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Re: Revised positions for closed/open world assumptions

From: Frederick Hirsch <frederick.hirsch@nokia.com>
Date: Wed, 16 May 2007 12:03:06 -0400
Message-Id: <011A8C80-F146-41C8-874D-51299642FC12@nokia.com>
Cc: Frederick Hirsch <frederick.hirsch@nokia.com>, public-ws-policy@w3.org
To: ext Christopher B Ferris <chrisfer@us.ibm.com>

I think we could do both, but the longer text from Tony in the  
guidelines, and shorter text into the normative framework.

regards, Frederick

Frederick Hirsch

On May 16, 2007, at 6:38 AM, ext Christopher B Ferris wrote:

> The key thing from IBM's position is that we preserve the intent  
> behind the vocabulary-based
> AIN, so that it is clear as to the answer to the following question:
>         Can the behavior implied by C be applied __as a result of  
> policy framework processing__
>         if I intersect Policy 1 ((B, C), (A, B)) and Policy 2 (A, B)?
> In the situation that the implementation knows about the _behavior  
> implied by C_ but not
> about C the assertion, then the spec should indicate that at least  
> from the policy framework
> processing perspective, this is out of scope. As Felix suggests  
> [1], it MAY be applied, but
> interoperability might suffer as a result since the endpoint might  
> only be capable of
> processing (or willing to process) EITHER (B, C) OR (A, B), NOT (A,  
> B, C). However, I think
> that we are uncomfortable with the use of the RFC2119 keyword MAY  
> in this context
> since in this case we are talking about behavior applied outside  
> the scope
> of policy framework and attachments processing and hence it is  
> unenforcable by
> policy.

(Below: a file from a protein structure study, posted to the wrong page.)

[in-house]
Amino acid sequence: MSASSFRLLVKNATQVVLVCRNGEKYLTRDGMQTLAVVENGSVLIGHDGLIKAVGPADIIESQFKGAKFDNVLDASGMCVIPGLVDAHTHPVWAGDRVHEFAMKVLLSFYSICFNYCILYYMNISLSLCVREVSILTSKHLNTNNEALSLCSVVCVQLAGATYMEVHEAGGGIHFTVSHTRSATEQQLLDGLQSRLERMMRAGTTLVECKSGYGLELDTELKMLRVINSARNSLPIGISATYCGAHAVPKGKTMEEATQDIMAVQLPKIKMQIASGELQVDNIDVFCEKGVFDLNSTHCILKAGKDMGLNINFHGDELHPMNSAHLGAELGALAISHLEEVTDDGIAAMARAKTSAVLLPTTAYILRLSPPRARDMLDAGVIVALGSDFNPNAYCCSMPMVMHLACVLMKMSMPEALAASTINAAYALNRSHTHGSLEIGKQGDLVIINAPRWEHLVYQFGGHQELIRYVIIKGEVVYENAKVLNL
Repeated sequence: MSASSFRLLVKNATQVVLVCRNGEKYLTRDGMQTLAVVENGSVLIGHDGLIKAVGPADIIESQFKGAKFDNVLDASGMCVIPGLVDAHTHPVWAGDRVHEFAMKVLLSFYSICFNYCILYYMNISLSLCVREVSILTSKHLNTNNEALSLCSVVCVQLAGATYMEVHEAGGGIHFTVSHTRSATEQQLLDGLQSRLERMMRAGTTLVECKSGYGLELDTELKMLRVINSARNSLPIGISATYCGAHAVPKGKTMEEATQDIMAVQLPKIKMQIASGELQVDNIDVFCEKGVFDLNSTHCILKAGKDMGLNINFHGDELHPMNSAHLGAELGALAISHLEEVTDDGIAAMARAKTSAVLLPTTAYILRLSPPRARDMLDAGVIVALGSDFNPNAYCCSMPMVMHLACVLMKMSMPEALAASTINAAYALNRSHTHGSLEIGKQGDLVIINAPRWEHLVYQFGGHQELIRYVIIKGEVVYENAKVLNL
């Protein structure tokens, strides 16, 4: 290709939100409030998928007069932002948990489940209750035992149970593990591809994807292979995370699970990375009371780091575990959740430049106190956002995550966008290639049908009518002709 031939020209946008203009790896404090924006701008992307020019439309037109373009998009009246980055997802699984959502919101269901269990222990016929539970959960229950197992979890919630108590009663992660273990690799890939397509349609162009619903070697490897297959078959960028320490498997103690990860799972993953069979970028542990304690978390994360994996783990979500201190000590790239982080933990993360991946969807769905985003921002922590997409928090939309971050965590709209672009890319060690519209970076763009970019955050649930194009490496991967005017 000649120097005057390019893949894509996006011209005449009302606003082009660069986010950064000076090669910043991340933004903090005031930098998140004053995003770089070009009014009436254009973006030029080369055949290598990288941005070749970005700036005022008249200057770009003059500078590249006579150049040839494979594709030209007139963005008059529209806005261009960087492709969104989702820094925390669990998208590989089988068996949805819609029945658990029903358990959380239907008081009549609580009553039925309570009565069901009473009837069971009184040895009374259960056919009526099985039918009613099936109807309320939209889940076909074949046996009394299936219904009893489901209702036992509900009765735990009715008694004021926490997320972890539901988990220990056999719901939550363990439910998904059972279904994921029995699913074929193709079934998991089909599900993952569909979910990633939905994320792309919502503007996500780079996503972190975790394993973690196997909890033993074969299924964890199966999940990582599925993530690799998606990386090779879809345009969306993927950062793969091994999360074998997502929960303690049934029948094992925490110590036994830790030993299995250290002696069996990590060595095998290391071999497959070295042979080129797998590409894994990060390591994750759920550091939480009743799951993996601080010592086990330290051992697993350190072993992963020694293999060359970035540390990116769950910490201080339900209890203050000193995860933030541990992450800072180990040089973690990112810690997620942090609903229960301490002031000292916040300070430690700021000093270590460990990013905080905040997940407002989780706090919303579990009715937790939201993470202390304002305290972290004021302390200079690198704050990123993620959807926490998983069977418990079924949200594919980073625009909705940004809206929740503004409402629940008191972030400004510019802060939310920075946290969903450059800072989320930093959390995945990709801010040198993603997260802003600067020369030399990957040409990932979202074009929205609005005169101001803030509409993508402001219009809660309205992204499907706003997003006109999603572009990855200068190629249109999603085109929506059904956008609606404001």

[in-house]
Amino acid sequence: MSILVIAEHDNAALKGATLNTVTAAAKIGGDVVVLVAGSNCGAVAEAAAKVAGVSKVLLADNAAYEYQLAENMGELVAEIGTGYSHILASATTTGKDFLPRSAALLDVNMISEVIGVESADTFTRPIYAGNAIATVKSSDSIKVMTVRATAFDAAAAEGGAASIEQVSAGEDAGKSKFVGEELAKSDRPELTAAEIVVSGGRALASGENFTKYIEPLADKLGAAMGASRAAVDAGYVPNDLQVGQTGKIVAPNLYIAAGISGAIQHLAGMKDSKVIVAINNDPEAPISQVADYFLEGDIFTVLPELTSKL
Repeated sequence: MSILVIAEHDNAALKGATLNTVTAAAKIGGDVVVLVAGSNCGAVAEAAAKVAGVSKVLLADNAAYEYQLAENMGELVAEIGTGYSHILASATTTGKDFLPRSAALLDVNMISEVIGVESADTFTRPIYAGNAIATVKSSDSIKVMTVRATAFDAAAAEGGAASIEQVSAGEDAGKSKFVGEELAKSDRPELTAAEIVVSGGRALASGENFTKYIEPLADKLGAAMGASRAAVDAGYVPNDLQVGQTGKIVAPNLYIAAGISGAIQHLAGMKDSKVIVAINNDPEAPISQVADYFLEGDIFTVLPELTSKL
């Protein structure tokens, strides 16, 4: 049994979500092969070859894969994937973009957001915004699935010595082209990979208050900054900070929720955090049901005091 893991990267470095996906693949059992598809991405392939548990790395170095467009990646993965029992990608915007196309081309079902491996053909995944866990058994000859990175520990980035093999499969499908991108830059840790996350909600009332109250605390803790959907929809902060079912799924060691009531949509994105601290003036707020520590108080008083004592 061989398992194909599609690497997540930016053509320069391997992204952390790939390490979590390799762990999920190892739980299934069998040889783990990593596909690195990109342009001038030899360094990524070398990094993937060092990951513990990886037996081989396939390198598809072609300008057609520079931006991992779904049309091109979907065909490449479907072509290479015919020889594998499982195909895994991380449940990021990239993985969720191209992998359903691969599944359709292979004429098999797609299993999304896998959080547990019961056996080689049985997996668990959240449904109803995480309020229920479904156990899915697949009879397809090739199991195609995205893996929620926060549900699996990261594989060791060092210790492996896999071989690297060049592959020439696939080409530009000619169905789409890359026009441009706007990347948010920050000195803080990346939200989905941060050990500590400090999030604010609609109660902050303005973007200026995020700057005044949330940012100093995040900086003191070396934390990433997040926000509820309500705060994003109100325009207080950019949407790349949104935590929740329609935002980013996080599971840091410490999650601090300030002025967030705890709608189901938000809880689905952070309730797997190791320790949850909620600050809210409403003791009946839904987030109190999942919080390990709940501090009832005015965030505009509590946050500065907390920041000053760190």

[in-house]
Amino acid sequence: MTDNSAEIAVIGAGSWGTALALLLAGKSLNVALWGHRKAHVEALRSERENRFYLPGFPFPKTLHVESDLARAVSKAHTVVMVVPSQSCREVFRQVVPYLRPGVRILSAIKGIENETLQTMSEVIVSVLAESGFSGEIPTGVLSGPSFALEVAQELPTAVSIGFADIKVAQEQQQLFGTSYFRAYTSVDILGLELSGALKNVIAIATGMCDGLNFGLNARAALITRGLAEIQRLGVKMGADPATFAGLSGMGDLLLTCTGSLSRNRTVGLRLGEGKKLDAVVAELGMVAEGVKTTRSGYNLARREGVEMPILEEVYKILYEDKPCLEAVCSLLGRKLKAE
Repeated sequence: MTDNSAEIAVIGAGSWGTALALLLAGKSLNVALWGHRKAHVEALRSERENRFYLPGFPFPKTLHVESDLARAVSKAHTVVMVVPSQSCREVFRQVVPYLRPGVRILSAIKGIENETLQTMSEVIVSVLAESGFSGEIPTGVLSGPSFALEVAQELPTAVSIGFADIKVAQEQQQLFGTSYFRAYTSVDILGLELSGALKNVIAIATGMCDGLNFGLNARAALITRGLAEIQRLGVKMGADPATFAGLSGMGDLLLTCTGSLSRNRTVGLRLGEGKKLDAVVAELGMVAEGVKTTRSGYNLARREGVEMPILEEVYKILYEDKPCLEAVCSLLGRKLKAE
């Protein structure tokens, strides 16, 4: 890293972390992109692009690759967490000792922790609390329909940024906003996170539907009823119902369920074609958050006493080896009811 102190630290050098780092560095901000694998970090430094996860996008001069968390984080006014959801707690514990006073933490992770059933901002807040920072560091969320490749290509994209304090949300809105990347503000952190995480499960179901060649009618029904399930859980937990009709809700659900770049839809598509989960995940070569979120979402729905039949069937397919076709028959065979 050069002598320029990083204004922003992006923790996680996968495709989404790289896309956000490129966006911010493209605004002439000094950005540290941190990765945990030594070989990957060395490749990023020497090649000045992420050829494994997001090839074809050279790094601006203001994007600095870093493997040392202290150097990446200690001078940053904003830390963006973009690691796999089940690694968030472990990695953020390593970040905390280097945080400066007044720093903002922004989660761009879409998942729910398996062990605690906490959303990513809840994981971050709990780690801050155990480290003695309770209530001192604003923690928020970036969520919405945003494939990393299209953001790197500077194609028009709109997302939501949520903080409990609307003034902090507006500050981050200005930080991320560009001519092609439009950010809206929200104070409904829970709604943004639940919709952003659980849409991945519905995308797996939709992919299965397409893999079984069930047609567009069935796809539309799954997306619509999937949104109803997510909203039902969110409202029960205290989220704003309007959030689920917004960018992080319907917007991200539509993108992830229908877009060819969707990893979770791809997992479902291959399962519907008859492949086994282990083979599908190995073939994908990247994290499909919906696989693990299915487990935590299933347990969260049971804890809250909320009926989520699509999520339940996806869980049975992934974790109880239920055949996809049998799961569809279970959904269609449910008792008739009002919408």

> In the case that the implementation knows both the behavior and the  
> assertion type C, then
> IBM would like it made clear that the answer is NO. Previously, in  
> this thread, Ashok seemed
> to agree that the answer should indeed be NO. I don't think that  
> anyone has suggested otherwise.
> With regards to behavior implied by Z, whether or not the  
> implementation knows about Z the
> assertion, IBM would like it made clear that this too is out of  
> scope of the policy framework
> processing since it is absent from any of the policies input to  
> intersection.
> Where the pushback on our previous proposals has focused seems to  
> be around the
> separation of behavior and the assertion type. Quite possibly, the  
> language we have offered
> goes too far in being interpreted as implying that one MUST NOT  
> (despite the absence of
> any RFC2119 keywords) apply behaviors implied by assertion types of  
> which one is unaware.
> That has never been our intent. Our intent has been to effectively  
> preserve the semantic
> that is present in the spec today with regards to the current "will  
> not be applied" language
> relative to policy vocabulary, however, without the policy  
> vocabulary definition getting in the
> way.
> I think that Tony's note [2] also captures this, possibly better  
> than I have above.
> Frederick seems to think that we should put this in the guidelines.  
> From IBM's perspective,
> that would leave the Policy spec itself to vague. The Guidelines  
> are non-normative. It comprises
> guidance for policy assertion authors, not policy framework/ 
> attachment implementers. I think
> that we would much prefer that this be made clear in the normative  
> specification.
> Proposed text added to section 4.5:
>         If an initiating entity inclides a policy assertion type A  
> in its policy, and this policy assertion type A
>         does not occur in an intersected policy, then the  
> initiating entity does not apply the behavior implied by
>         assertion type A.
> Additionally, an example such as that which we have been using for